HER STORY: Hydock brings story of Audrey Sheppard Williams to life on stage

Published 9:02 pm Monday, October 14, 2019

Nationally acclaimed story performer Dolores Hydock stepped onto the stage of the We Piddle Around Theater Saturday night. She was there to tell the story of a young Pike County woman who became half of one of the most famous couples in country music history when she married country music legend Hank Williams.

In the audience were members of Audrey Sheppard Williams’ family including her niece, Jean Senn of Brundidge, and her granddaughter, Hilary Williams of Nashville, Tennessee.

Hydock never knew Audrey Sheppard Williams and had never even heard of Audrey when she was approached about writing and telling Audrey Sheppard Williams’ story for a Brundidge Historical Society Alabama Bicentennial event.

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Many stories have been written and told about Audrey Williams. Hydock found most of them cold, harsh and unforgiving.

But Hydock said, even then, tissue paper has two sides.

“Tonight, I am going to tell the other side of the story of Audrey Sheppard Williams,” she said.

For just over an hour, Hydock shared a very personal story of Audrey, a story as told by her daughter, Lycretia; her sister Linette; and her niece, Jean. At the close of the performance, Hydock left it up to the audience as to which side of Audrey’s story they believed, which side of the tissue paper was true.

Hilary Williams never knew her grandmother, but she heard the stories from within the glaring spotlight. On Saturday night, she listened with an open and appreciative heart to the stories from the other side of the tissue paper.

“Dolores told stories about my grandmother that I had never heard,” Hilary Williams said. “I didn’t know she had epilepsy.  And, I didn’t realize how young she was to have done what she did for him (Hank) – schedule appointments and make sure he kept them and make big deals with MGM. She had no fear. She knew what she wanted and she went out and got it.”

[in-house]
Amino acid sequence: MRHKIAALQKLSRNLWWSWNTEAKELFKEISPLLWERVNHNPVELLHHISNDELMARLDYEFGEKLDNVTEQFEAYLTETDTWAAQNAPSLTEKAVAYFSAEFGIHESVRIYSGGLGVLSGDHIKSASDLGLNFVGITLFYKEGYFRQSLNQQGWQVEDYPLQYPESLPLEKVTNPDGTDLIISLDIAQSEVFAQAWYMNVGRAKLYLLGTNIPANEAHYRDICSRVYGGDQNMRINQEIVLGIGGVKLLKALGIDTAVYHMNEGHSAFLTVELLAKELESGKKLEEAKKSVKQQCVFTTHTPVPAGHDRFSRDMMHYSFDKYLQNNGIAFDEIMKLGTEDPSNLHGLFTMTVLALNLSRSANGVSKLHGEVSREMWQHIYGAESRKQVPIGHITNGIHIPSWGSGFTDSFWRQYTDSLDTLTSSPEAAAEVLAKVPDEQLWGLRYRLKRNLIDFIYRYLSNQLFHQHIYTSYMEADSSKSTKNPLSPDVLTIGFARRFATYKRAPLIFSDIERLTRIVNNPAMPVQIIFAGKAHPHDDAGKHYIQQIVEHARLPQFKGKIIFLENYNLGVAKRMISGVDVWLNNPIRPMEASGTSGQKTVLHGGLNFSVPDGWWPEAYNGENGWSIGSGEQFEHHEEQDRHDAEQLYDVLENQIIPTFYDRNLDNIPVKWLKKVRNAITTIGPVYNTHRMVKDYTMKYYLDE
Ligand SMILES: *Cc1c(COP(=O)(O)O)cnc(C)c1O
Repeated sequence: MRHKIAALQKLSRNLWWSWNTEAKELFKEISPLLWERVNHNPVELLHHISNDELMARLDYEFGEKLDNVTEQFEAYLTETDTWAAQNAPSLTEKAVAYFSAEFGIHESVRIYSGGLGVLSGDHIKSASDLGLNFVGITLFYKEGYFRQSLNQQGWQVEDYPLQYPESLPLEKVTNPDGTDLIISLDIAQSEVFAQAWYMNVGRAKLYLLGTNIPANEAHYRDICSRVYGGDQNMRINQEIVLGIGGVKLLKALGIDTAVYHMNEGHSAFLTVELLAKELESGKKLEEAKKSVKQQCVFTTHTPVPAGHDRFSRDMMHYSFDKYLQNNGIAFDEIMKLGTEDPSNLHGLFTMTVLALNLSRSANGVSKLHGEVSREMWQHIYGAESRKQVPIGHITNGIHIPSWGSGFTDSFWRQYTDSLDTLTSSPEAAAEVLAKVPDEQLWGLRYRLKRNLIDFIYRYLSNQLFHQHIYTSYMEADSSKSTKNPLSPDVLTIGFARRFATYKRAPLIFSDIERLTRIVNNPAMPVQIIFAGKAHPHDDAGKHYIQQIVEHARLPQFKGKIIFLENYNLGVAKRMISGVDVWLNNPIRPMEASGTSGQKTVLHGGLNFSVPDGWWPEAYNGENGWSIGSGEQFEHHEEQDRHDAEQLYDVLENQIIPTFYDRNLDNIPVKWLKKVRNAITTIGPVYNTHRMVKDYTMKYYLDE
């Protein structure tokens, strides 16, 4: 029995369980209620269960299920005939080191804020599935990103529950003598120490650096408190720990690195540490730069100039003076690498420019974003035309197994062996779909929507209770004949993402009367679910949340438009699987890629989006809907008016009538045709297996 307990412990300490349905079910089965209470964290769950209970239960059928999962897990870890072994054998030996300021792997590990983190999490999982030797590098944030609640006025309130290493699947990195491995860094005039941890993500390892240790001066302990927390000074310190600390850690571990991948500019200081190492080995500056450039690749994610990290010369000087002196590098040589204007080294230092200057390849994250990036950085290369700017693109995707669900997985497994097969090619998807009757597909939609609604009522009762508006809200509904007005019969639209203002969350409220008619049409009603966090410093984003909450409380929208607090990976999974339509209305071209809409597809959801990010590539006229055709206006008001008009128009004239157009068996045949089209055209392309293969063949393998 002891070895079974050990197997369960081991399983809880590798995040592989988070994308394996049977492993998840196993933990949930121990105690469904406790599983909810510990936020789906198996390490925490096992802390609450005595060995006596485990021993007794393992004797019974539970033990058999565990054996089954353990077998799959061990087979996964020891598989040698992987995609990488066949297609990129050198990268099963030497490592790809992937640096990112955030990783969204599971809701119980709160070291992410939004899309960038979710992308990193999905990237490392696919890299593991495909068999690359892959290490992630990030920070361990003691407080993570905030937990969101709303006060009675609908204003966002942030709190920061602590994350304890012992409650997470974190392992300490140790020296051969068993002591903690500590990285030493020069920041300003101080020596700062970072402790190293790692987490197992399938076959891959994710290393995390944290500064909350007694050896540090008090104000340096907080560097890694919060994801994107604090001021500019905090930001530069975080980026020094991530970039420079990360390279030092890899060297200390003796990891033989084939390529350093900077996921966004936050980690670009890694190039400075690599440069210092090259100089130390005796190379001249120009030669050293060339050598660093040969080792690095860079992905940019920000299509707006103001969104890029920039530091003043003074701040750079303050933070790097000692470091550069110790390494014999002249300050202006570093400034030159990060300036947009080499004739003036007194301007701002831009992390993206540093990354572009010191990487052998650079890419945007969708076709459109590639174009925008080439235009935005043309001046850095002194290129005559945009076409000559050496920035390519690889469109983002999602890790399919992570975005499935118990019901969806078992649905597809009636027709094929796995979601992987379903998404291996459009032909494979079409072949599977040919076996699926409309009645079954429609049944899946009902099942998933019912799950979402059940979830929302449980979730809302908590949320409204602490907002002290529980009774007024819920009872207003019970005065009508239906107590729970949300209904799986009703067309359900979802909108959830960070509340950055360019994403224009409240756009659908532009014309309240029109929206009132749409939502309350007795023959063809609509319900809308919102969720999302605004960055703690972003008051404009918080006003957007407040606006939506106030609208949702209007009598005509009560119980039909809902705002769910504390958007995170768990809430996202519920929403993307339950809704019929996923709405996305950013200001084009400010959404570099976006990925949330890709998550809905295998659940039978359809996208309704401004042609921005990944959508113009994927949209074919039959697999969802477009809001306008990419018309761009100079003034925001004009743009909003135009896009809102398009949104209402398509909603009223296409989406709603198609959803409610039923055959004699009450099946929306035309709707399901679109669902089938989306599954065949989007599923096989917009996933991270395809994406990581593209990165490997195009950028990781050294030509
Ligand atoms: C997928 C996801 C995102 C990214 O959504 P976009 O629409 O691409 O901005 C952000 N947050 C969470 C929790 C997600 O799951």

For Hilary Williams, Hydock’s story was validation that Audrey Williams did what she did, not for herself, but for Hank. That Audrey Sheppard Williams was ambitious and resourceful, kind and giving and loving and that she was very much loved.

Nashville song writer Bobby Tomberlin also listened intently to Hydock’s story.

“I held on to Dolores’ every word,” he said. “Her story of Audrey was such a gift. Audrey’s story could not have been told any better or in a better place. She did make deals for Hank with high-powered music executives but, in 1940, that was not what a 23-year-old woman was supposed to be doing. What drive, what ambition, what heart and so much love to give.”

Penny Williams of Dothan said Hydock closed the performance with the question of who will tell each of our stories.

“I think the true story of Audrey Williams is the one that was told by those who loved her, her daughter and her sister,” she said. “I hope my story will be told by those who love me. I think we all hope that.  Audrey Williams deserved to have her story told by those who loved her. Dolores Hydock did that beautifully.